Transformation from "Brave Macbeth to "This dead Butcher"
William Shakespeare's play "MacBeth" tells the story of Macbeth change from a brave general, to a vicious murderer. At the start of the play Macbeth is acknowledge by the king as a brave and honourable general, after he heard of Macbeth's great victory in the battlefield. He promotes Macbeth to Thane of Cawdor, which was still unknown by both Macbeth and Banquo when they came across the three weird sisters.
"All Hail Macbeth, hail to thee Thane of Cawdor" (I:III:51)
"All Hail Macbeth, that shalt be king hereafter" (I:III:53) Macbeth was sceptical about these prophecies, however developed faith in them when Ross, following the king's orders titles him Thane of Cawdor. Macbeth does not let on to anyone about his ever-increasing desire to become king.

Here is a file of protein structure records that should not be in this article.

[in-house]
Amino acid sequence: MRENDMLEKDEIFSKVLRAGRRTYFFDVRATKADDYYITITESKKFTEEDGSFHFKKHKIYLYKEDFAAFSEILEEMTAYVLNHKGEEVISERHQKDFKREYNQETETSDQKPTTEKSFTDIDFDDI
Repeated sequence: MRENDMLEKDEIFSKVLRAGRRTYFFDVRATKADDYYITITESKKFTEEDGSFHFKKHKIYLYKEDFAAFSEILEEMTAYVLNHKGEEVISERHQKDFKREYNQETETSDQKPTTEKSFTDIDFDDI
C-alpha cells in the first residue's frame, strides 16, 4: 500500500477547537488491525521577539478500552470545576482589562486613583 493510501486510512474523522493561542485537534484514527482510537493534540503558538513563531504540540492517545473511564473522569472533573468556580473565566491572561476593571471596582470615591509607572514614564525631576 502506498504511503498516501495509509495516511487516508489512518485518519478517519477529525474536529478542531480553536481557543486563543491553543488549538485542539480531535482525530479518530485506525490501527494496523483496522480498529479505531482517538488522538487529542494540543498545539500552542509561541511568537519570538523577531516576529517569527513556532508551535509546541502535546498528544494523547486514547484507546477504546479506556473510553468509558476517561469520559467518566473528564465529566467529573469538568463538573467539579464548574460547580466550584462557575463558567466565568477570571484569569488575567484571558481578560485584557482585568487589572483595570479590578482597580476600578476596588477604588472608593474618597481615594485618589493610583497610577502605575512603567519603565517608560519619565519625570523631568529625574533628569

"If chance will have me king, why chance will crown me." (I:III:154) Macbeth tells his lady about the prophecies and she is instantly enthusiastic about the prospect of Macbeth becoming king.
"Great Glamis, Worthy Cawdor! Greater than both by the all-hail hereafter! Thy letters have transported me beyond this ignorant present and I feel now the future is an instant." (I:V:58)
Macbeth's desire turns to an obsession and with lady Macbeth; they make plans to assassinate king Duncan. Macbeth's strong conscience overpowers his obsession and he resigns from the fatal ploy. He sees a vision of a dagger drifting in the direction of Duncan's room, which convinces him to take part in the sinful act of murder.
"False face must hide what the false heart doth know." (I:VII:92) Macbeth is discomforted and confused after the murder of Duncan, but does not express his emotions to anyone. Malcolm
and Donalbain Duncan's sons in fear for their
lives flee the country, leaving Macbeth to assume the role as king. After reigning as king for a little while, Macbeth becomes concerned with the continuation of his supremacy. The weird sisters spoke of...